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In our opinion: Family courts must uphold the value of child safety

Paperwork fills the desk of Judge John J. Romero Jr. in the Children’s Court Division at New Mexico’s Second Judicial District Court in Albuquerque, N.M., on Friday, Aug. 16, 2019. Romero is the current Past President of the National Council of Juvenile and Family Court Judges.
Paperwork fills the desk of Judge John J. Romero Jr. in the Children’s Court Division at New Mexico’s Second Judicial District Court in Albuquerque, N.M., on Friday, Aug. 16, 2019. Romero is the current past president of the National Council of Juvenile and Family Court Judges.
Craig Fritz, For the Deseret News

Nearly 3,000 years ago, a wise King Solomon sat as judge over a child custody case. Two women claimed to be the mother of the same child, and only at the threat of chopping the baby in two was the false mother exposed.

If only today’s family courts were as judicious. And if only today’s outcomes weren’t just as violent.

Since 2008, more than 700 children have been killed by parents or parental-figures during circumstances involving divorce, child custody, child support and similar matters.

We understand the urge to keep families together, even in trying circumstances. Children deserve the stability afforded them when consistently raised by their parents or guardians. But at some point one must draw a line, and the data is now overwhelmingly clear the country has a crisis within its family court system. Keeping families together should never come at the cost of mortality.

The issue, which the Deseret News has spent the past four months investigating, is one of the legal system failing some of society’s most vulnerable populations — children and parents who are often victims of domestic violence.

Prevailing thought suggests ex-relationships, some of whom have been convicted of physical assault, should also have time with their legal children. According to a 2011 National Institute for Justice survey, 47% of custody evaluators still recommend unsupervised visitation even when there are reports of violence in the family. “In family court, they just bend over backwards to try to maintain parental ties and give visitation,” says John Myers, a family law attorney and professor at the University of California Hastings School of Law.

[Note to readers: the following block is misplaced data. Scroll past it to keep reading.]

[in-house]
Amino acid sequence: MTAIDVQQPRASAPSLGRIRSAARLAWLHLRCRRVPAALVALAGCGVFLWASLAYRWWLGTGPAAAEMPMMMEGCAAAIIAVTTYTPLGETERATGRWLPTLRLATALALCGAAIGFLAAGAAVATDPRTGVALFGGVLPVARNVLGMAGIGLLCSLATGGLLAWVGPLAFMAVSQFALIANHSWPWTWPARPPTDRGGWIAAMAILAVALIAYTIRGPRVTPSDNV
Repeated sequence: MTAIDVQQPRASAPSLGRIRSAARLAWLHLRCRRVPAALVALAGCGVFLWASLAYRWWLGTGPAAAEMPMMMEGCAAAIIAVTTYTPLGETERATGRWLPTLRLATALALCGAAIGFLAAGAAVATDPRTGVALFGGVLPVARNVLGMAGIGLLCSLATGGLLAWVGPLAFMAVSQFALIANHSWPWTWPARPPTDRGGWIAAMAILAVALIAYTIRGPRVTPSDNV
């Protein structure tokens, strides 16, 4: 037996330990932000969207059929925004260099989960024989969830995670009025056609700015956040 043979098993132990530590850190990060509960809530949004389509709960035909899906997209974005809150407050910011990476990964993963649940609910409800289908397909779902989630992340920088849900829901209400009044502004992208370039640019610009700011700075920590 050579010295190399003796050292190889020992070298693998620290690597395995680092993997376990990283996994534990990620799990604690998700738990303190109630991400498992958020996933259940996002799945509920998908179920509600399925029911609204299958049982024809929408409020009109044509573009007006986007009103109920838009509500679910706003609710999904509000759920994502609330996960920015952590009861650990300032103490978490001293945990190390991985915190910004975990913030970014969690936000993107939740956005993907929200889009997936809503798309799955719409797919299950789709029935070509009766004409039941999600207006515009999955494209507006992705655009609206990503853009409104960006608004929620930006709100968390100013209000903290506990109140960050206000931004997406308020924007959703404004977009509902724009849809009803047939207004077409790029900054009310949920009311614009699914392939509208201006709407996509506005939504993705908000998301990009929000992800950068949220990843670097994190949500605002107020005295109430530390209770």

Family court judges have been walking a tightrope to find the right balance between safety and parental rights in their orders. Sometimes it goes horribly wrong.

Deseret News reporter Gillian Friedman details the account of a young Katie Tagle who was forced to relinquish her baby boy so he could spend a weekend with her ex-boyfriend, despite showing the judge evidence her ex intended to murder the 9-month-old. Ten days later, the baby was dead.

The story illustrates what some are calling an epidemic of disbelief — judges who doubt reports of violence on the grounds they’re trying to undermine the custodial rights of the other parent. It’s true some people lie, but most don’t. And not believing those who tell the truth has left scores of children dead.

A paradigm shift is in order. These cases shouldn’t be about parental rights but about child safety. Viewing issues through that lens should permeate attitudes within the judicial system.

That would be aided by finding a way to lighten the load on overburdened judges. According to experts, some judges see as many as 20 cases a day and are forced to make critical decisions in small time frames.

American society still places a premium on the safety, development and well-being of children, if recent backlash over e-cigarettes being marketed toward teens is any indication. Now it’s time for family courts to uphold that standard and for the rest of the country to demand something change.